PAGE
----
Monthly Archives: October 2013

Time for a Funny, Witty Moment

My dear husband, always looking out for my weight and health (especially when I’m pregnant and having a sweet tooth moment), went to the store last night and bought a bag of peanut butter snickers, regular snickers and sour patch kids.  I ate my fill last night and woke up feeling guilty.  After a few hours, the guilt subsided and I reached into the cabinet.  Making sure no little eyes were watching, I pulled out a few sour patch kids and popped them into my mouth.

But, I had been spotted by the four-year old.

In a flash, there were four little faces crowding me.

“Okay,” I said, “You each can have a sour patch kid,”

My clever five-year old daughter said, “I think you forgot an ‘s’ at the end of ‘kid’.”  Impressed by her quick and witty response to my obvious stinginess, I handed them each two.


True Wisdom from a Five-Year Old

I must admit that many times I listen to the ramblings and questions of my kids with a “Mmm hmm” or an “I don’t know…”  Like when they ask how many kids Robert Downey Jr. has, or if Val Kilmer will loose weight and shave his beard (yes, I’m serious on that one!) or what happened for the umpteenth time in a movie they just watched.  And while they have some very brilliant ideas, thoughts and questions they share with me throughout the day, there are a few times when I am actually taken back by the innocent wisdom of a child.

My daughter is usually the first to wake up in the morning.  She comes quietly into my room and watches while I get ready and put on my makeup.  She tells me about her dreams and all the other thoughts in her pretty little head.  This morning, however, she fixated on a certain wooden treasure chest that sits untouched on my bathroom counter.  It has been there for almost a year, unopened.  As many times as she has seen it and not thought about it, this morning was different.

“I want to see what’s inside this treasure chest,” she said, trying to reach it.

“No, I don’t want to open it,” I said, dusting my face with foundation.

“But I want to know what’s in it.”  A little pain went through my chest and I ignored her.  But she didn’t give up.  “Please… I just want to see.”

“I will open it but I don’t want to get anything out, okay?”  So I opened the box carefully and she stood on her tippy toes to see.  Inside was a collection of sea shells and two brightly painted wooden fish.  She immediately wanted to take out one of the fish to examine it.  “No,” I said,  “They are special and I don’t want anything to happen to them so we are not going to take them out right now.”

“But they are so pretty!  You should use them for decoration.”  Nearly a year ago, I had actually taken them out and arranged them decoratively on my counter, only to quickly put them back in the chest when the tears began to flow.  They had been my uncle’s decorations that my kids used to love to look at when we visited his house.  Now that he had passed away, I found them painful to look at.  It’s funny how certain things of a loved one can bring memories and tears, and other things not so much.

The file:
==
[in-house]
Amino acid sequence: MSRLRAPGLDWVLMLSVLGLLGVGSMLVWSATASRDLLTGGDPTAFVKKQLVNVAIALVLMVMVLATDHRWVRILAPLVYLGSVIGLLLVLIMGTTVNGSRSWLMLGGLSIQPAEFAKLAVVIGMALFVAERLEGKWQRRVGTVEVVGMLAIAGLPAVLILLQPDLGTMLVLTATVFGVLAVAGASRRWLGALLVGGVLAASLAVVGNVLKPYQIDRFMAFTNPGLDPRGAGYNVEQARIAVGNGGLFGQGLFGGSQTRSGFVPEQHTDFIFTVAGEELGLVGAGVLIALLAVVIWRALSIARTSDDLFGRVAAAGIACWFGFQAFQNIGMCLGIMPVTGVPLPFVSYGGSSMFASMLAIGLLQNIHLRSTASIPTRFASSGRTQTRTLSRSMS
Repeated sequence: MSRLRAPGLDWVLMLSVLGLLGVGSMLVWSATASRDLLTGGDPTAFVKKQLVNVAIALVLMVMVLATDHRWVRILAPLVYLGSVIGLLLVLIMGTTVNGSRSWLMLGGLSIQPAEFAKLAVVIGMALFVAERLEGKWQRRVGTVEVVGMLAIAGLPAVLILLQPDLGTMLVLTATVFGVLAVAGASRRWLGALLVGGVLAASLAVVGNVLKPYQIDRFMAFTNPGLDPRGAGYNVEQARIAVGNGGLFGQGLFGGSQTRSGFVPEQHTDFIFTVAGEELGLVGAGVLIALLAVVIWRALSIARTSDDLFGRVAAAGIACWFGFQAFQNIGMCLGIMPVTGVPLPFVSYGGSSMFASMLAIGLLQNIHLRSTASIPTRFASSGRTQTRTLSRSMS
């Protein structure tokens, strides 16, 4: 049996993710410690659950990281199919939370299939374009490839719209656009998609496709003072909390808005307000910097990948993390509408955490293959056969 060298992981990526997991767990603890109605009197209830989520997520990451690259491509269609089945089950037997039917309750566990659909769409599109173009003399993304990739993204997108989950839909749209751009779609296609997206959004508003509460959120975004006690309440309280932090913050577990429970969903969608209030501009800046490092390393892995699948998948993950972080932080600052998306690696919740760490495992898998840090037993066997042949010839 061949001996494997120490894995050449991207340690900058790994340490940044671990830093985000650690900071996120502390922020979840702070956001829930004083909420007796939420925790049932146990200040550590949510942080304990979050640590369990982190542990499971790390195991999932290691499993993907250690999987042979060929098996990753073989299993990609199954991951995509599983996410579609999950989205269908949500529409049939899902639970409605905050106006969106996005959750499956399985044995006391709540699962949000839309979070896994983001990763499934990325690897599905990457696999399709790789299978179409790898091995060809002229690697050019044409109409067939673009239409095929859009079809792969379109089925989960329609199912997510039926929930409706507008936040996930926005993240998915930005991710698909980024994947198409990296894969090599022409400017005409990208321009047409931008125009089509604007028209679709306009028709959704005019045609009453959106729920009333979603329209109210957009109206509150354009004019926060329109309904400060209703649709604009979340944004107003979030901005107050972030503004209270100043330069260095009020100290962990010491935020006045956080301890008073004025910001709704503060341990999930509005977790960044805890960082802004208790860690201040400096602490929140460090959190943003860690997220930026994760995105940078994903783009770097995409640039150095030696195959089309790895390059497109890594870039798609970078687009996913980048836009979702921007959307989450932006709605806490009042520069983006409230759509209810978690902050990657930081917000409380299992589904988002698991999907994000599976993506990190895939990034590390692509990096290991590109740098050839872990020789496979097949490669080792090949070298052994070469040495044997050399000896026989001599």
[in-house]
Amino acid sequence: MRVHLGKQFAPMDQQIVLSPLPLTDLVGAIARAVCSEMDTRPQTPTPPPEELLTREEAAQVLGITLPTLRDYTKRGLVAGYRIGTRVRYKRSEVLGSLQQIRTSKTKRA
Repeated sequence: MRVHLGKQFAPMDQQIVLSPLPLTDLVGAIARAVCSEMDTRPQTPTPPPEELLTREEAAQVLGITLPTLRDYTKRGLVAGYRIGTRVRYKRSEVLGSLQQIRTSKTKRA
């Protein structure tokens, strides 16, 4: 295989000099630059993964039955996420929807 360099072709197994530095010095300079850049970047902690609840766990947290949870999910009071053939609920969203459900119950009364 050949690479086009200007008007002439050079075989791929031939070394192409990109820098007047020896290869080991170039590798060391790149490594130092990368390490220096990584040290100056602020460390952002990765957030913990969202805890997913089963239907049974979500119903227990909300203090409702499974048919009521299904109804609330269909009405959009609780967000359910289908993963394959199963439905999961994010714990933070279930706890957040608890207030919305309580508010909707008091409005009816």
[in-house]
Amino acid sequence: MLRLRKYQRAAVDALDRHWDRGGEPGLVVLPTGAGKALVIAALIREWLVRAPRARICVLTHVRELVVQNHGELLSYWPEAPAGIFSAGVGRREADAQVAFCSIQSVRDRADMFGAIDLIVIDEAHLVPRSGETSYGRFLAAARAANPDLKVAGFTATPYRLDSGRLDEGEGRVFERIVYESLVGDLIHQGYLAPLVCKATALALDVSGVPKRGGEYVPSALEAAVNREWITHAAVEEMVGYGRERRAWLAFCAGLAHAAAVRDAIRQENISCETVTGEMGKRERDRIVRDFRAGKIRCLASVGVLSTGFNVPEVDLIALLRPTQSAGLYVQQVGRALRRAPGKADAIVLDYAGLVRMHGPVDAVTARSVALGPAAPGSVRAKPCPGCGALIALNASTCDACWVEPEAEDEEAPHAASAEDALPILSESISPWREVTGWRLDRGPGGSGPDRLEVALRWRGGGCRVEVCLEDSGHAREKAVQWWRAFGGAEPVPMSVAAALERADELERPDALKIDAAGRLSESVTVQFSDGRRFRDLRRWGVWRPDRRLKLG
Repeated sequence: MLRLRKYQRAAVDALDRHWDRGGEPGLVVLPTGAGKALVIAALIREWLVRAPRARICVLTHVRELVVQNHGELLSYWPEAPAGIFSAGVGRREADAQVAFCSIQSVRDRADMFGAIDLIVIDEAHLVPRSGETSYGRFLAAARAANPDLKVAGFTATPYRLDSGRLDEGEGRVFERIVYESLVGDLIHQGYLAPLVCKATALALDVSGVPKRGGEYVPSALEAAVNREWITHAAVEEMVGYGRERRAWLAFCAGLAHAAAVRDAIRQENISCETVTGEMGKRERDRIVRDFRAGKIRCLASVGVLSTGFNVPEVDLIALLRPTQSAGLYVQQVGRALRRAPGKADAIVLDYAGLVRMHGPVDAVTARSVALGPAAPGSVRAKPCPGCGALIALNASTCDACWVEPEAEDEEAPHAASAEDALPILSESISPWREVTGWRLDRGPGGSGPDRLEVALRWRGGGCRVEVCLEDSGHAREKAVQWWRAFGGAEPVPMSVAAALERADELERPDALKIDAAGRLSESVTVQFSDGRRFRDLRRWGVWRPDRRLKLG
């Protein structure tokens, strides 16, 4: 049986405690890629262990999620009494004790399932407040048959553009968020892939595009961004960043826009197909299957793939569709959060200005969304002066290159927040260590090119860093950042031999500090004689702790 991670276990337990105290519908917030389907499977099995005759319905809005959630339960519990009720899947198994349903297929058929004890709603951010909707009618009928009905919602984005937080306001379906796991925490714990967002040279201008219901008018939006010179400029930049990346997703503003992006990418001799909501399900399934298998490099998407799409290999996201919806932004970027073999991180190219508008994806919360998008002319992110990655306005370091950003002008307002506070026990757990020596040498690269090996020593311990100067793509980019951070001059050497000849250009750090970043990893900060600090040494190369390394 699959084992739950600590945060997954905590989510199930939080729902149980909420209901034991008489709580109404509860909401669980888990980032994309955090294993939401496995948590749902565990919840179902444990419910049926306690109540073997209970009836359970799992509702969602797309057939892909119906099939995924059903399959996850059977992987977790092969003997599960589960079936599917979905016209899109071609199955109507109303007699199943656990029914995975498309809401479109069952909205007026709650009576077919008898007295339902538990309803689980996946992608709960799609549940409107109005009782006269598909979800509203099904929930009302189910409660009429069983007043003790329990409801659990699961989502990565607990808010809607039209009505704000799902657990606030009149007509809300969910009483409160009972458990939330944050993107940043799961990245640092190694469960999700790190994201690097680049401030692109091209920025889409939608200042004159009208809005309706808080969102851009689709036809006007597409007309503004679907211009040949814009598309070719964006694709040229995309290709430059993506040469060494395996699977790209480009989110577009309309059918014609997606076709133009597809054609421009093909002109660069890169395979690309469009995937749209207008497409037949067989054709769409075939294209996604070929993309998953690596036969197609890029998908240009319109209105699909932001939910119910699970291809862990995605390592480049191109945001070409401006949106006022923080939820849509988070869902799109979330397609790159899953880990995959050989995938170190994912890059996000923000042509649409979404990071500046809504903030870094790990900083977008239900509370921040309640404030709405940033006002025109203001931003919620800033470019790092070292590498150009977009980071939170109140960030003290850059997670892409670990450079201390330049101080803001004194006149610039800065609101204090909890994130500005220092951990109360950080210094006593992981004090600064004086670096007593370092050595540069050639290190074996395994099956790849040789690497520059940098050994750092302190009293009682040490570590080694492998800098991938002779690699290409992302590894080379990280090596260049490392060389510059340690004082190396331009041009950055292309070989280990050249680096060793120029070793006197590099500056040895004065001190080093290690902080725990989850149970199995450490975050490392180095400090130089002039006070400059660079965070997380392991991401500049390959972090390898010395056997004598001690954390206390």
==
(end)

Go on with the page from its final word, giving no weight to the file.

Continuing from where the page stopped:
“I am not ready to take them out and use them for decoration,” I said, realizing she was not going to be silenced with just simple answers.  I took the fish from her and put it away, closing back up the chest.  She waited for a moment, then got the scale to use as a step stool so that she could open it again.  “What are you doing?  Put the scale back.  First of all, it won’t work as a step stool.  Secondly, I told you I don’t want to open it and take the things out.”  She put it back, but asked once more if she could just please see the pretty things in the box one more time.  I sighed and opened it, taking out both fish this time.  She peered in to see the shells, then carefully turned the fish over in her hands, admiring them with wide, blue eyes.

“They are so pretty!  You should put them out for decoration.”


“Can I put them in my room as decoration?”

“No.  I want you to put them back now.  I let you see them, now let’s put them away.”

“But why do you keep them in the box?”

Sighing heavily, I admitted,  “Because they were Uncle Charlie’s and I miss him very much.”

“But he is in heaven now,” she said.

“Yes, I know.  But these things are special to me and I don’t want anything to happen to them.”

“But we all miss him and they are special to all of us.  We would never let anything happen to them.”

In my selfish mourning, I had not thought of this.  Initially, I took them because it was my kids who always admired them while he was living.  I actually never paid them much attention until after his death.  But in my own grief I had forgotten that and locked them away, taking from them the very reason I had kept them in the first place.  Needless to say, I was greatly humbled by my young daughter.